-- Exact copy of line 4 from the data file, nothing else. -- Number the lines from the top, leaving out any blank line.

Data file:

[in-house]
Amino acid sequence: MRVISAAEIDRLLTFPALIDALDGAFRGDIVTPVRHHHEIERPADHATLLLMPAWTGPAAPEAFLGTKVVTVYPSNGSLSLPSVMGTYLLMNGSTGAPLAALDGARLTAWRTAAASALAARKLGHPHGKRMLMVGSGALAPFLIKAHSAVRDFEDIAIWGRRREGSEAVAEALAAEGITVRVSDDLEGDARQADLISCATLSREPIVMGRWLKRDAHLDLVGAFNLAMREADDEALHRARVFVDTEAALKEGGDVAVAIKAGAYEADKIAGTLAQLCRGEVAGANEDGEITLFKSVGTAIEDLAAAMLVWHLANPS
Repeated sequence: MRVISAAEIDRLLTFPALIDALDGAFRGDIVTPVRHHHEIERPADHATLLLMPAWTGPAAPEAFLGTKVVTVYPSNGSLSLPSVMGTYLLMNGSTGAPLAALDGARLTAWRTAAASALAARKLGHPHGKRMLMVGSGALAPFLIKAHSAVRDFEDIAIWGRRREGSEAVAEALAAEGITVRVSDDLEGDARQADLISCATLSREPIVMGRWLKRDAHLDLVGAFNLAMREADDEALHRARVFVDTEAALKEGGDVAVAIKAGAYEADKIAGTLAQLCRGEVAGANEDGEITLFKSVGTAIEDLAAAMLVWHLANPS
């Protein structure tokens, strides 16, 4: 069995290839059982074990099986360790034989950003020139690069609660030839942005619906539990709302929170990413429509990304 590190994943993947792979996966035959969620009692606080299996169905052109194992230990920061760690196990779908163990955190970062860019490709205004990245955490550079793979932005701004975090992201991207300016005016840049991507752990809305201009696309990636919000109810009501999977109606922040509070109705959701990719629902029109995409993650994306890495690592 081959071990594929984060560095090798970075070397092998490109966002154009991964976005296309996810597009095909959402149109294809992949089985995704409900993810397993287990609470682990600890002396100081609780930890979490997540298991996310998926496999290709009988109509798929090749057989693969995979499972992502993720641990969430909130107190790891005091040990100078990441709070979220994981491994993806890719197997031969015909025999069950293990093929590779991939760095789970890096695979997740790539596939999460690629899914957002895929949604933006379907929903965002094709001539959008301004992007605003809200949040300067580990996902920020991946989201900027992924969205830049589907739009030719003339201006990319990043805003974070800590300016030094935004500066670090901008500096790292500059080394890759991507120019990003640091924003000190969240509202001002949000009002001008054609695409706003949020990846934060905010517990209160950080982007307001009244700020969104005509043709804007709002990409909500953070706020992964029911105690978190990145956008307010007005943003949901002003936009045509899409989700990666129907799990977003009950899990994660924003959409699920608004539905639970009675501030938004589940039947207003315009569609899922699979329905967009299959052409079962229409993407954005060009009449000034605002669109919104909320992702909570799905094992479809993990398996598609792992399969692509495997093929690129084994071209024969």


């Protein structure tokens, strides 16, 4: 069995290839059982074990099986360790034989950003020139690069609660030839942005619906539990709302929170990413429509990304 590190994943993947792979996966035959969620009692606080299996169905052109194992230990920061760690196990779908163990955190970062860019490709205004990245955490550079793979932005701004975090992201991207300016005016840049991507752990809305201009696309990636919000109810009501999977109606922040509070109705959701990719629902029109995409993650994306890495690592 081959071990594929984060560095090798970075070397092998490109966002154009991964976005296309996810597009095909959402149109294809992949089985995704409900993810397993287990609470682990600890002396100081609780930890979490997540298991996310998926496999290709009988109509798929090749057989693969995979499972992502993720641990969430909130107190790891005091040990100078990441709070979220994981491994993806890719197997031969015909025999069950293990093929590779991939760095789970890096695979997740790539596939999460690629899914957002895929949604933006379907929903965002094709001539959008301004992007605003809200949040300067580990996902920020991946989201900027992924969205830049589907739009030719003339201006990319990043805003974070800590300016030094935004500066670090901008500096790292500059080394890759991507120019990003640091924003000190969240509202001002949000009002001008054609695409706003949020990846934060905010517990209160950080982007307001009244700020969104005509043709804007709002990409909500953070706020992964029911105690978190990145956008307010007005943003949901002003936009045509899409989700990666129907799990977003009950899990994660924003959409699920608004539905639970009675501030938004589940039947207003315009569609899922699979329905967009299959052409079962229409993407954005060009009449000034605002669109919104909320992702909570799905094992479809993990398996598609792992399969692509495997093929690129084994071209024969």